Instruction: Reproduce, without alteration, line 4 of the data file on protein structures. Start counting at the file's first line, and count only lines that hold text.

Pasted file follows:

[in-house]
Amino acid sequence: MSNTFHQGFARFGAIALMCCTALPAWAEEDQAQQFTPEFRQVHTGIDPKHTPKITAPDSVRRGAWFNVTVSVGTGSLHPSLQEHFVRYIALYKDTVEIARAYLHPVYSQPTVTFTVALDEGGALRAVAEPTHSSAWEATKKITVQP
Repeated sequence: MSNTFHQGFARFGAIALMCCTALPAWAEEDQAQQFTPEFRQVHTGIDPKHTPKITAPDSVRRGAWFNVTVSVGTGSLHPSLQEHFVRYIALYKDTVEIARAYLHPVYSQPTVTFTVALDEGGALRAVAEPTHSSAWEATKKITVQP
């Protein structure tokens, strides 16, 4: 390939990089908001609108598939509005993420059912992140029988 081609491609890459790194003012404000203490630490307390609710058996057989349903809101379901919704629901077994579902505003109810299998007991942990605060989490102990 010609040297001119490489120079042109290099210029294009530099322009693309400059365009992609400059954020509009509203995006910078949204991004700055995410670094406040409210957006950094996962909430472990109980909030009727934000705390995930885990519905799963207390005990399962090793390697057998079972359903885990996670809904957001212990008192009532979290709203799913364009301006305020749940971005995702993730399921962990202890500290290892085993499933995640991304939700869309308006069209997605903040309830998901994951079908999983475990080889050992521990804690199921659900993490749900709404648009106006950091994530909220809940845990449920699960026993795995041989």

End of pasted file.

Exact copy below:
């Protein structure tokens, strides 16, 4: 390939990089908001609108598939509005993420059912992140029988 081609491609890459790194003012404000203490630490307390609710058996057989349903809101379901919704629901077994579902505003109810299998007991942990605060989490102990 010609040297001119490489120079042109290099210029294009530099322009693309400059365009992609400059954020509009509203995006910078949204991004700055995410670094406040409210957006950094996962909430472990109980909030009727934000705390995930885990519905799963207390005990399962090793390697057998079972359903885990996670809904957001212990008192009532979290709203799913364009301006305020749940971005995702993730399921962990202890500290290892085993499933995640991304939700869309308006069209997605903040309830998901994951079908999983475990080889050992521990804690199921659900993490749900709404648009106006950091994530909220809940845990449920699960026993795995041989």